March 26, 2004
NOTRE DAME, Ind. – The Kansas Turnpike Authority will honor legendary former Notre Dame football coach Knute Rockne with the unveiling of a new memorial at 10 a.m. CST Wednesday at the Matfield Green Service Area, not far from where Rockne died.
The dedication comes exactly 73 years after Rockne’s death when his plane crashed in inclement weather in a Kansas cornfield about halfway between Wichita and Topeka, Kan. On the morning of March 31, 1931, Rockne boarded a plane in Kansas City with plans to attend a business meeting in California. The plane was scheduled to make three stops for mail delivery and pick-up before reaching its California destination. Before it could make even the first of those stops, however, the plane crashed in a field outside of Cottonwood Falls, Kan., killing all eight aboard.
The new memorial occupies 175 square feet inside the new facility at the Matfield Green Service Area at milepost 97 on the Kansas Turnpike. The Greteman Group of Wichita, Kan., designed the memorial, which features large photographic panels describing various aspects of Rockne’s life. Another feature of the memorial is a life-sized cutout of Rockne, created by Pannier Graphics, and audio clips from some of his famous motivational speeches.
The unveiling will include a welcome by Turnpike president/CEO Michael Johnston, an address by College Football Hall of Fame executive director Bernie Kish, and a tour through the new memorial led by members of the Rockne family. The College Football Hall of Fame also will have Rockne memorabilia on display in its state-of-the-art RV Road Show traveling museum.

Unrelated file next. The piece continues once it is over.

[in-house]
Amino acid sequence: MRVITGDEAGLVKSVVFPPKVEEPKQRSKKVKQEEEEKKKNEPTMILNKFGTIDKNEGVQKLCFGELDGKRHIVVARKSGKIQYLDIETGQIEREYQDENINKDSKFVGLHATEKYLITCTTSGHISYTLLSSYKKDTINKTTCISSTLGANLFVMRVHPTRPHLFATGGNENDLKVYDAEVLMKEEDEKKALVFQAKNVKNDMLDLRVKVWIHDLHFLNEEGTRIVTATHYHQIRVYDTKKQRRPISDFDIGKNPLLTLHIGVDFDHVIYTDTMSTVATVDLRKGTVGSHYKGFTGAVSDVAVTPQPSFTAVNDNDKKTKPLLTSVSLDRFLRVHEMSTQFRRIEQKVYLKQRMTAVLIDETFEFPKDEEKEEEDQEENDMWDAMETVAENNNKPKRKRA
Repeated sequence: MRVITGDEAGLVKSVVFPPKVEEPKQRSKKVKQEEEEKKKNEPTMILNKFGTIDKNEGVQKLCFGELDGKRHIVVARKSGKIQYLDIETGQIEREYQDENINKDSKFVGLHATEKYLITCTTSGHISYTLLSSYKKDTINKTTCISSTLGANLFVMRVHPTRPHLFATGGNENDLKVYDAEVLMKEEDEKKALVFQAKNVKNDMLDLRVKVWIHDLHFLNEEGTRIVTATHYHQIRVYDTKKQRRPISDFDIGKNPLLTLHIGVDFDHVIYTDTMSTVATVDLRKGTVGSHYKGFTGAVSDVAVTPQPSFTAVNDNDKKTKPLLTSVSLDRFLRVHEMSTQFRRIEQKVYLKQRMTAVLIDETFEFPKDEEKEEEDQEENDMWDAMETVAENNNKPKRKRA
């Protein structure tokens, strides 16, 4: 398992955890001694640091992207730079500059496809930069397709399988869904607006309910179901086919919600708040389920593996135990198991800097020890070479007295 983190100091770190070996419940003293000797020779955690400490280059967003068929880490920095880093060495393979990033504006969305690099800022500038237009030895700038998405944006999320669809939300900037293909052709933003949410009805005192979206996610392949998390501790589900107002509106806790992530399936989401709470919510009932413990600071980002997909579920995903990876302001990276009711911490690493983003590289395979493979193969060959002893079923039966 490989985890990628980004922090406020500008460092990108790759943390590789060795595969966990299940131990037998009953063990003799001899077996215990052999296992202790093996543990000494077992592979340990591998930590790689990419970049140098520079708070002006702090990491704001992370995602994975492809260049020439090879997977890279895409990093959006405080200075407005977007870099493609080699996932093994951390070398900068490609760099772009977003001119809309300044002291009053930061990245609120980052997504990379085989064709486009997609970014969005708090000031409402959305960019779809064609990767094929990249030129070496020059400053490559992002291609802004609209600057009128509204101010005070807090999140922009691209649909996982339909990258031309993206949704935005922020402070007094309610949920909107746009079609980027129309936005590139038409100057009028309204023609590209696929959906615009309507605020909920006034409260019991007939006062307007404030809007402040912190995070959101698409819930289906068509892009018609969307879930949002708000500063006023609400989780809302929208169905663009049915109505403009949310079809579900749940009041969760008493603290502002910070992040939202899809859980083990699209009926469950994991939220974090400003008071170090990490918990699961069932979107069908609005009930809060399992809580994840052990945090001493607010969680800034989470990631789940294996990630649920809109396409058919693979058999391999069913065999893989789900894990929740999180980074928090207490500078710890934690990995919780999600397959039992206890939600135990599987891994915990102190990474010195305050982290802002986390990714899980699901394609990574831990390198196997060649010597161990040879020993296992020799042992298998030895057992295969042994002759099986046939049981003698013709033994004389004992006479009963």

Attending from the University will be assistant registrar David Kil, along with members of Notre Dame alumni clubs from Wichita and Topeka, among others.
The public is invited to attend the unveiling. Those wishing to attend can call 316-682-4537 ext. 2272 for more information.
Rockne served as head football coach at Notre Dame from 1918 through 1930, finishing with a 105-12-5 (.881) career record that ranks as the best winning percentage in the history of college football. His Irish teams won consensus national championships in 1924, 1929 and 1930 – and he was inducted into the College Football Hall of Fame with the inaugural class in 1951.